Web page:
I hated the cold. I hated missing shows completely because of no electricity. I hated those moments where I realised I wasn’t going to see everything I was asked to see, and I saw the look I obviously gave every year to everyone, right back at me. I promise I’ll never do it again. I hated being so far away and leaving the passing of precious Bayla in the hands of Big Friendly. I hated that I was traveling home on my godson’s birthday! I hated that one or two rubbish shows got ‘ovations’ and accolades. I hated some CUE reviews. I hated what happened to the posters in the rain. I hated being manipulated into giving parking money by everyone who saw me leaving a parking spot even though I had found it all by myself.

I loved facebook and twitter and BBM for hooking me up, keeping me in touch and allowing me the occasional vent. It was a good one.


I am loving it. We are into our second week of rehearsals for an industrial theatre project and I am totally in my element. I am in love with each and every member of my cast, Ntombi Makhutshi, Anele Situlweni, Larissa Hughes, Keeno-Lee Hector and Daneel van der Walt. Not are they only amazing performers in and of themselves, they are also brilliant team players and work most wonderfully as a group. They make me feel blessed, and they give me the best kind of creative energy and inspiration.

The super talented Fiona du Plooy came in to rehearsals today to teach the cast some moves for the final song. Yo! She was great, and the cast already look brilliant and hilarious. Then Trevor du Buisson dropped by. He brought the backing track that he made for a very funny rewrite of I Believe I Can Fly; I Believe I Can Drive. It is fantastic! Nothing like pulling in my brilliantly creative connections to do the job.

Tomorrow we do a photo shoot in the morning and rehearse in the afternoon, and then on Thursday we have our first client viewing. I can’t wait for them to see what we’ve been up to. Life is good.

Angels on horseback; a very lekker ride

It was the rather glam opening of Angels on Horseback at On Broadway last night and I took my friend Frob, who is shooting a movie in Slaap Stad, with. And a jolly good, thigh slapping, yeehaing, toe tapping time was had by all.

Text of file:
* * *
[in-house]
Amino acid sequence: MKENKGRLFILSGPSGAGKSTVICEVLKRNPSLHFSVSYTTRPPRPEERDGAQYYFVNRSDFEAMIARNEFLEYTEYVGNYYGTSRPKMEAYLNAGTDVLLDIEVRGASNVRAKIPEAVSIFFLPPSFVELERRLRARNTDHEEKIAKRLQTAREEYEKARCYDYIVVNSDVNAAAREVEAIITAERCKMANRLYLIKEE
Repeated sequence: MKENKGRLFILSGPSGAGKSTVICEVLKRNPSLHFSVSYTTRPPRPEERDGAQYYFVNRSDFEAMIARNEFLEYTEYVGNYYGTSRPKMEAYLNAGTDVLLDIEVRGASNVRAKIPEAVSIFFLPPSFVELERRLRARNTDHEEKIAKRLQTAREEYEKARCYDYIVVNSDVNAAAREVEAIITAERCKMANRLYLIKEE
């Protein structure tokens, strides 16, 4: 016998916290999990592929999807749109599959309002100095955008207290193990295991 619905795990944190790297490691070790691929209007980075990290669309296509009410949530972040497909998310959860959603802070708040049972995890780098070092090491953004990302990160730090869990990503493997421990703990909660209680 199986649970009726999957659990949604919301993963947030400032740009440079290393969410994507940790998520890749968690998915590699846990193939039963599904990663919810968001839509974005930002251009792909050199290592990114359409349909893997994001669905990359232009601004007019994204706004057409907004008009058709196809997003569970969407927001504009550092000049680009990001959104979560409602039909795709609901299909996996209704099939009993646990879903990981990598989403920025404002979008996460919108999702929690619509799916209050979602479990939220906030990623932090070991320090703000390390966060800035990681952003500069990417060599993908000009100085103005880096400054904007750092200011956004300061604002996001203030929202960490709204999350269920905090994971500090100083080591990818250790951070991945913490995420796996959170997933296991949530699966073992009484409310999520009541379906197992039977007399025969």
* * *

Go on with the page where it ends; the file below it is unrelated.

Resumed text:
I first saw (and wrote about) Angels on Horseback way back in 2007, and the show has come a long way since then. In fact, other than the same team (except for Bood) it is hardly recognisable as the same show. This version is slicker, funnier, prettier, tighter and there’s more of it too.

So what is this show Angels on Horseback? It’s Candice D’Arcy and Fiona du Plooy singing, dancing and even baking and horse riding,  backed up by Jamie Jupiter and Gene Kierman on many various guitars, drums, a small tuba thing, and even voices. This is all directed and made sexy and funny by Peter Hayes.

I love the original songs. They are very, very funny and sharp and really entertaining. I love Oh Johannes, Erotic Kitchen and Doop Doop. Some of the covers are excellent choices too; my favourites being Gene’s version of Dolly Parton’s I Will Always Love You, Don’tcha and the hilarious Texas Annie. I am still struggling with the version of The Boss’s Dancing in the Dark, but let’s face it, when it comes to Springsteen (and probably only him) I’m a bit of a purist. Nothing will get Candice’s headpiece out of my mind. You gotta see it to believe it!

This show has got a lot going for it. It is proper, genuine entertainment. Because both lurvely ladies are primarily actors, their skill is in delivering a performance, making the songs into little scenes, which for the most part are hilarious. I think the more serious stuff is not as successful; but there’s not too much of that. It’s the pony riding, real rhyming, square (ish) dancing stuff that I lurve. 4907_Girls loo web

Jamie and Gene have come a long way since I first saw them. They have made that difficult transition from pure musician to entertaining performer and they are both totally engaging, funny and delightful, as well as being the great musos they are.

This show hits the scene at a great time. I was feeling a bit starved for good entertainment, and here it is, like Ryk Neethling, on a silver tray. This original show is a blues chaser. It’s feel good. It’s good mood. And it’s well done. It’s not another tribute show (thank the gods). And it’s cheap! Tickets are R85 per person, and there are two halves. Put yr cowboy boots on and dig out your stetsons and make sure you see this one. The run is until 21 March.

Cool offer for Cowboys and girls

So, almost two years ago I saw Angels on Horseback, a cheeky and hilarious romp through some great original country songs with some very funny and even rude lyrics, fronted by Candice D’Arcy and Fiona du Plooy. Now they are doing a brand new version of this cool show and there is a preview on the 3rd of March and you can pick up a ticket for a lowly R50!

Oh, it helps if I tell you the where and when hey? Angels on Horseback is at On Broadway and runs ’til the 21 March. Yee ha!

Angels poster09web